When it begins snowing or sleeting in the Mid-South, we batten down the hatches. Roads are salted, schools are closed and that crucial run for bread and milk has been made. But do we think about our lawn and landscaping? Usually not until there are issues.
Turf: Sleet and freezing rain can lead to a coating of ice over your trees, shrubs and turf. Though it may seem counter intuitive, if you get enough warning, you should water your lawn before the temperatures fall below freezing (but use common sense, if your lawn is already moist from earlier rain, you don’t need to worry with watering). Having a moist root zone before temperatures drop below freezing helps insulate the roots and provides moisture until everything begins to thaw. Turf usually comes through an ice storm a little battered and matted down, but relatively unscathed. The greatest chances for damage come when the lawns have begun greening up in late winter and then get frozen off repeatedly or when the the bermuda is subject to low temperatures (mid-teens or lower) and high winds with dry soil. When this happens, the grass seems to almost literally “freeze-dry”. If you are worried about winter damage, contact your lawn care service provider. Most winter damage can be overcome in the new growth of late spring.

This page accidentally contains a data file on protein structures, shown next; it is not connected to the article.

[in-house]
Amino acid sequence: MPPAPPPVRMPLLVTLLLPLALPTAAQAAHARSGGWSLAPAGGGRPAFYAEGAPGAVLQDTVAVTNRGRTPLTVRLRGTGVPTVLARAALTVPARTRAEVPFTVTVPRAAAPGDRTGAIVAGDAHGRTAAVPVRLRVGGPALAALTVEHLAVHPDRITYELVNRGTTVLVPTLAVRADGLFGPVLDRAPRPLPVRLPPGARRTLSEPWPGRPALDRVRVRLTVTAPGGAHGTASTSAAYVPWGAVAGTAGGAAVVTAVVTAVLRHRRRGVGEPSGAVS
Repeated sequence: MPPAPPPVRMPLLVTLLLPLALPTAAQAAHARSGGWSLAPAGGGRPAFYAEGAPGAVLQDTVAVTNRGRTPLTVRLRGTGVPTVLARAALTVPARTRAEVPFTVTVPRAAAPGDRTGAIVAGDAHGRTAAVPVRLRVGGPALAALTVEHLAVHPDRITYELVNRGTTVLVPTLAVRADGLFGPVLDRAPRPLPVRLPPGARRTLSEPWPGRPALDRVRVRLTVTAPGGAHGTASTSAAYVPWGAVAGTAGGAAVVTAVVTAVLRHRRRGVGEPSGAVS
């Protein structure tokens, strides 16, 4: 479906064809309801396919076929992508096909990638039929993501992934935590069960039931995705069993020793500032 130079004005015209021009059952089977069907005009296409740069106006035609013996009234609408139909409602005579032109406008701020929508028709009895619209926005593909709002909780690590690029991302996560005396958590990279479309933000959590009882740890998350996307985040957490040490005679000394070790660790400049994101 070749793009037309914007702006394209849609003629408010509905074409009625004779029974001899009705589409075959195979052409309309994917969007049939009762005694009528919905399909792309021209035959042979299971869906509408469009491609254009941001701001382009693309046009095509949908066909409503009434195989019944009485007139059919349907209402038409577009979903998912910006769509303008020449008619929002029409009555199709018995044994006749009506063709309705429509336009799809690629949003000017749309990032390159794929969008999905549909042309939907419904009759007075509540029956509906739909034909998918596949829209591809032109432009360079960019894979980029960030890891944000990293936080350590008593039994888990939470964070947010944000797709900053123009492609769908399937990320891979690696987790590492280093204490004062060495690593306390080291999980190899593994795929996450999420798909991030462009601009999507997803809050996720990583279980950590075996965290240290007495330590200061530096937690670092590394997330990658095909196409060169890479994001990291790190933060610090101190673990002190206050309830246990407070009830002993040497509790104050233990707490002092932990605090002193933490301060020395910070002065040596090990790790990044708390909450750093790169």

Landscape, Trees and Shrubs: Caring for trees and shrubs can be a little more complicated. The best word of advice is be patient! If limbs have fallen in the road, alert your local authorities and they will come remove them. Limbs that have fallen in your driveway or walkways can be carefully moved out of the way. Always keep in mind that your turf is susceptible to damage by equipment used to cut and clear fallen branches as well as by dragging the branches across the lawn. Considering this, it’s best to just wait until everything thaws. Though it may be difficult to let your yard look like a combat zone while your neighbor’s has been cleaned up, it is best for your trees, shrubs and lawn to wait until everything is thawed and has had a chance to dry out.
Once things have settled down, if your trees need some attention, contact your landscape maintenance contractor or arborist (most times, it is recommended that you NOT perform tree service for yourself). By giving your landscape and trees a chance to begin to recover, unnecessary pruning or tree removal can often be avoided. Also, the trees and shrubs will better tolerate any trimming and minimize permanent damage.
Shrubs, perennials and turf should be left alone as much as possible. Once the weather warms up a bit, then it is time to inspect for damage and make a plan. At that time, a better assessment can be made of what the true damages are and what is likely to recover quickly and well.